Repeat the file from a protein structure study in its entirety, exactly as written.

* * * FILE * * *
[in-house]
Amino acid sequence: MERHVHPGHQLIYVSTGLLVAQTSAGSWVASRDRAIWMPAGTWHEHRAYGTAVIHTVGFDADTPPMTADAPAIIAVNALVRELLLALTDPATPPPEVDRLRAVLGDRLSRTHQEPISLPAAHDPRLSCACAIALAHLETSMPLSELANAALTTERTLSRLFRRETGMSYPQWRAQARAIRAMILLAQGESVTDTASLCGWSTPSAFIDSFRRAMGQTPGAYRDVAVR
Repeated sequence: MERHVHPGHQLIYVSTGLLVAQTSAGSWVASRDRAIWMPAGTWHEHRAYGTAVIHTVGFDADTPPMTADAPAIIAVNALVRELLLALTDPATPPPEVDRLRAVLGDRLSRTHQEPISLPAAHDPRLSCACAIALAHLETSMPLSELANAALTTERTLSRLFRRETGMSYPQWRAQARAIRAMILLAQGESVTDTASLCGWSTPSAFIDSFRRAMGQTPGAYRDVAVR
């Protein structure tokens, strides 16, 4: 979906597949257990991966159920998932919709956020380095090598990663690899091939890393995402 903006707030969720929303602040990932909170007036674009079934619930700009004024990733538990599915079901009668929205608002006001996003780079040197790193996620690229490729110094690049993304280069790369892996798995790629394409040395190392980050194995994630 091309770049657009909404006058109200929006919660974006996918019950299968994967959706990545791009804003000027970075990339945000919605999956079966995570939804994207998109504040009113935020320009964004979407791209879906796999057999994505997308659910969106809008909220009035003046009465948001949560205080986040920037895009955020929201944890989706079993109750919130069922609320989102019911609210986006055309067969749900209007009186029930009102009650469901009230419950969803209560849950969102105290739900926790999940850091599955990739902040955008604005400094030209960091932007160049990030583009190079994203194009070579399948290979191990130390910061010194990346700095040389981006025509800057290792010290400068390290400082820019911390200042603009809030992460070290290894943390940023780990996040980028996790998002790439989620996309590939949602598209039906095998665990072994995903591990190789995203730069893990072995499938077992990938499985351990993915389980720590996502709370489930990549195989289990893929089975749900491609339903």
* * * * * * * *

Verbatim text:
[in-house]
Amino acid sequence: MERHVHPGHQLIYVSTGLLVAQTSAGSWVASRDRAIWMPAGTWHEHRAYGTAVIHTVGFDADTPPMTADAPAIIAVNALVRELLLALTDPATPPPEVDRLRAVLGDRLSRTHQEPISLPAAHDPRLSCACAIALAHLETSMPLSELANAALTTERTLSRLFRRETGMSYPQWRAQARAIRAMILLAQGESVTDTASLCGWSTPSAFIDSFRRAMGQTPGAYRDVAVR
Repeated sequence: MERHVHPGHQLIYVSTGLLVAQTSAGSWVASRDRAIWMPAGTWHEHRAYGTAVIHTVGFDADTPPMTADAPAIIAVNALVRELLLALTDPATPPPEVDRLRAVLGDRLSRTHQEPISLPAAHDPRLSCACAIALAHLETSMPLSELANAALTTERTLSRLFRRETGMSYPQWRAQARAIRAMILLAQGESVTDTASLCGWSTPSAFIDSFRRAMGQTPGAYRDVAVR
């Protein structure tokens, strides 16, 4: 979906597949257990991966159920998932919709956020380095090598990663690899091939890393995402 903006707030969720929303602040990932909170007036674009079934619930700009004024990733538990599915079901009668929205608002006001996003780079040197790193996620690229490729110094690049993304280069790369892996798995790629394409040395190392980050194995994630 091309770049657009909404006058109200929006919660974006996918019950299968994967959706990545791009804003000027970075990339945000919605999956079966995570939804994207998109504040009113935020320009964004979407791209879906796999057999994505997308659910969106809008909220009035003046009465948001949560205080986040920037895009955020929201944890989706079993109750919130069922609320989102019911609210986006055309067969749900209007009186029930009102009650469901009230419950969803209560849950969102105290739900926790999940850091599955990739902040955008604005400094030209960091932007160049990030583009190079994203194009070579399948290979191990130390910061010194990346700095040389981006025509800057290792010290400068390290400082820019911390200042603009809030992460070290290894943390940023780990996040980028996790998002790439989620996309590939949602598209039906095998665990072994995903591990190789995203730069893990072995499938077992990938499985351990993915389980720590996502709370489930990549195989289990893929089975749900491609339903």